Across the Nation

Cigarette Smuggling: A Real Drag on State Revenues

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The economic principle of comparative advantage was first defined nearly two centuries ago, and examples still pop up regularly today, some in surprising places. Take, for example, the rapid increase in cigarette smuggling between various U.S. states in recent years.

Places that can produce a product more cheaply or efficiently than others can profit by trading their output with places where that product is hard to get. But when the advantage results from a high level of taxation on a product in one state versus a low level in another, the incentive for profit can quickly cause people to turn from legitimate commerce to illegal smuggling.

The Correlation Between Tax Rates and Smuggling

A March report from the Tax Foundation, notes that cigarette smuggling rates typically rise in states that have adopted large tax increases on the product. And no U.S. state better fits that description than New York. Between 2006 and 2012, both tax and smuggling rates in the state rose significantly: the tax rate up by 190 percent, and the smuggling rate up by 59 percent. Nearly 60 percent of the state’s cigarette market comprises smuggled products, making New York the highest net importer of smuggled cigarettes in the country. New York’s cigarette tax, at $4.35 per pack, is also the highest, and New York City tacks on an additional $1.50 per pack.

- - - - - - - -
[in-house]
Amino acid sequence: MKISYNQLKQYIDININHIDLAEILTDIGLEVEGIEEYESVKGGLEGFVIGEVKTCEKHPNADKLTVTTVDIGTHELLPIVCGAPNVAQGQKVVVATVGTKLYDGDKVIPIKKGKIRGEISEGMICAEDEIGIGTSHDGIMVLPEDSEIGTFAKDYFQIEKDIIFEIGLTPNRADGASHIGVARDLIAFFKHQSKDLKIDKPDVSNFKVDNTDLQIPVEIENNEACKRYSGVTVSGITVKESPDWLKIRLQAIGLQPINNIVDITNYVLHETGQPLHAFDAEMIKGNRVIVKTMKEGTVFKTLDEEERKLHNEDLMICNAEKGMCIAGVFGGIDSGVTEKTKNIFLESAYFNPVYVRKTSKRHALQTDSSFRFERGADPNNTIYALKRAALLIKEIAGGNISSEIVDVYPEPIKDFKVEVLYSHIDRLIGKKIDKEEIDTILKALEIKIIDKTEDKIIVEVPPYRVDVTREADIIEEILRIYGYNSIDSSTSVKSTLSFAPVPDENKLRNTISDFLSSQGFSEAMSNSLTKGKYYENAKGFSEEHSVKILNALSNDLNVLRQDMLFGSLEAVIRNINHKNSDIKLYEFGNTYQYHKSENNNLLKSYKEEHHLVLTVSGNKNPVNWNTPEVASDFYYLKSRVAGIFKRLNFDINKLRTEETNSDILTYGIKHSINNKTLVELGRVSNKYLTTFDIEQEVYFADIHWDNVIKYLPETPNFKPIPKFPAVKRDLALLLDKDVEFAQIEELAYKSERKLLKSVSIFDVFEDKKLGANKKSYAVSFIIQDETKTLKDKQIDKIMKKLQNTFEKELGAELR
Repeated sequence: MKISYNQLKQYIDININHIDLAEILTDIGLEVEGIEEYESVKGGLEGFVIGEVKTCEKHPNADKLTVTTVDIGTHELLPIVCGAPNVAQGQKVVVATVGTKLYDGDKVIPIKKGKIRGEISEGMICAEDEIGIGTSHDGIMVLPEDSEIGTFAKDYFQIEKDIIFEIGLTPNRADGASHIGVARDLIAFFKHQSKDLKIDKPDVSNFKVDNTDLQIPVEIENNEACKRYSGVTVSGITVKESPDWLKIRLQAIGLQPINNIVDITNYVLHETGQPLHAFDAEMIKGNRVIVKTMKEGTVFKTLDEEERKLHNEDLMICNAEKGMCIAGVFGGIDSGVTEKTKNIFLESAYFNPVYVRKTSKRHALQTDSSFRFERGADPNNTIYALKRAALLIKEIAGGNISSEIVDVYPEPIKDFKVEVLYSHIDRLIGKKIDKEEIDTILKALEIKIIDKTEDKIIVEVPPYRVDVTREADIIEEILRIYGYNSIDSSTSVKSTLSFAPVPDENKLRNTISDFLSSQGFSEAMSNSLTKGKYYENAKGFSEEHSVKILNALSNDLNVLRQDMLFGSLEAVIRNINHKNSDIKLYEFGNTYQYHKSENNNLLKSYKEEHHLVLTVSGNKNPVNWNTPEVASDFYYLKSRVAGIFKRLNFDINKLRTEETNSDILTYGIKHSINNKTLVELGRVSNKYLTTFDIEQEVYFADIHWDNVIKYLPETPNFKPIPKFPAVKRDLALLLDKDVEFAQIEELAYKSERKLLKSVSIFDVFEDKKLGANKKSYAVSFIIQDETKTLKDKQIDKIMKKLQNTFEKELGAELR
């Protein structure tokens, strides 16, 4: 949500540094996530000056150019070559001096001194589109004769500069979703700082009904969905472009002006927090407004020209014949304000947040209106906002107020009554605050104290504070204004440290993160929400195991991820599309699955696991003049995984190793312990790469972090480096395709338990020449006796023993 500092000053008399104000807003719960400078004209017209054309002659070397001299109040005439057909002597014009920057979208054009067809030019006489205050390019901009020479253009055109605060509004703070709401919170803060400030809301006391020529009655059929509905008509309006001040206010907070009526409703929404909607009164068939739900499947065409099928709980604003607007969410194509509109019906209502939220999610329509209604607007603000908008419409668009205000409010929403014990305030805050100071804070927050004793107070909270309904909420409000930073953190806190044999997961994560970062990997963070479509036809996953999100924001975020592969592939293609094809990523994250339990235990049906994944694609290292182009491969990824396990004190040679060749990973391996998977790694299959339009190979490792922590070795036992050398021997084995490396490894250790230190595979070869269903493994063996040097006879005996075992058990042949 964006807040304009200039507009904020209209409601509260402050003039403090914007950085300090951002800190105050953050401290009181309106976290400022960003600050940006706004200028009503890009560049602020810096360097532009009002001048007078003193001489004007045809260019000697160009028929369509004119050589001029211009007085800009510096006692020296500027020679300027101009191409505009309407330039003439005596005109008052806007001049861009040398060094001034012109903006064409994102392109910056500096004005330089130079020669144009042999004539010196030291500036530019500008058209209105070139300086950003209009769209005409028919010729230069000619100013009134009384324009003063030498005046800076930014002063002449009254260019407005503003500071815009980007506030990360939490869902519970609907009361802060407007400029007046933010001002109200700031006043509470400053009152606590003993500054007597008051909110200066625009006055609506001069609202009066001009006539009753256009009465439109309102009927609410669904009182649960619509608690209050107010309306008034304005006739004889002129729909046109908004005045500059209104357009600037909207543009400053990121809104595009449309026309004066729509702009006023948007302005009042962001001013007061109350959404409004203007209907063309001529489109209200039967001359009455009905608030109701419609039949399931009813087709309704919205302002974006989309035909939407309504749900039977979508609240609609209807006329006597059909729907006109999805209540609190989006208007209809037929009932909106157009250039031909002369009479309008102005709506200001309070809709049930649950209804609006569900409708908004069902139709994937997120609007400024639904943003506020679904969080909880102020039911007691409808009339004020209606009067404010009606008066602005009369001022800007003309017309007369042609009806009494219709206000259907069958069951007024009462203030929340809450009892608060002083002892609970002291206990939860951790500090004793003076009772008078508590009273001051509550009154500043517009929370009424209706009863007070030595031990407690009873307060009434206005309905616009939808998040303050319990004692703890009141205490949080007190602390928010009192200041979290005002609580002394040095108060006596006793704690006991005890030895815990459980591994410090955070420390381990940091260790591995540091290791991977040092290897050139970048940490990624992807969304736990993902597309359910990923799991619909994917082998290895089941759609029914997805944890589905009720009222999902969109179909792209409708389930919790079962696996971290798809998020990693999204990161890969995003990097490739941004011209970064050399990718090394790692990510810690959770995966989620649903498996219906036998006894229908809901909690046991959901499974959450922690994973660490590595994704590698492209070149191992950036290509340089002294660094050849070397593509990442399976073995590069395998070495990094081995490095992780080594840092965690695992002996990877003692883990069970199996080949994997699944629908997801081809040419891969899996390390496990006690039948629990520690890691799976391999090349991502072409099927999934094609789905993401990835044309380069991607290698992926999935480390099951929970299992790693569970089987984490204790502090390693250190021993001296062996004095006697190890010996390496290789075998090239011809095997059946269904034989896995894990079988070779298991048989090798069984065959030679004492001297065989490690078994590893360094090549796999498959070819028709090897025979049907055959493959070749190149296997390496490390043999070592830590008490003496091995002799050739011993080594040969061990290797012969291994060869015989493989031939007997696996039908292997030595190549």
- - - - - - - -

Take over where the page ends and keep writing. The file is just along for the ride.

New York’s Crackdown

Smugglers sometimes use forged tax stamps to get by official scrutiny, but in many cases they simply sell cartons, packs, or loose cigarettes on the street to customers who care more about getting a lower price than they do about obeying the law. However, officials are beginning to crack down on this practice.

No state loses more money to smuggling than New York. In addition to increasing penalties for smuggling, the state is taking supply-side measures by pressuring other states to raise their taxes, reducing the incentive to smuggle by leveling the playing field across state lines, or otherwise to pass laws to make the practice of smuggling more difficult.

Virginia and Other States Respond

In response, Virginia, which has the second-lowest cigarette tax in the country at 30 cents a pack, and is the fourth-highest smuggling source, has passed a new state law, effective July 1, which charges those who possess and plan to distribute more than 25 tax-paid cigarette cartons (5,000 cigarettes) with a misdemeanor. Civil penalties will range from up to $5,000 for a first offense to $50,000 for three or more offenses.

The Tax Foundation says that other state policies have included increased enforcement on interstate roads, differential tax rates near low-tax jurisdictions, and banning common carrier delivery. Nevertheless, there is still the issue of illegal response to high cigarette tax rates.

Similar to the banning of alcohol sales during the Prohibition period from 1919 to 1933, which is generally believed to have strengthened the growth of organized crime syndicates, the rate of taxation on cigarettes, while not as widespread in its effects, has created an incentive for criminal activity. As long as the opportunity for illegal gain is substantial, an increase in legal penalties may not be enough to significantly affect the practice.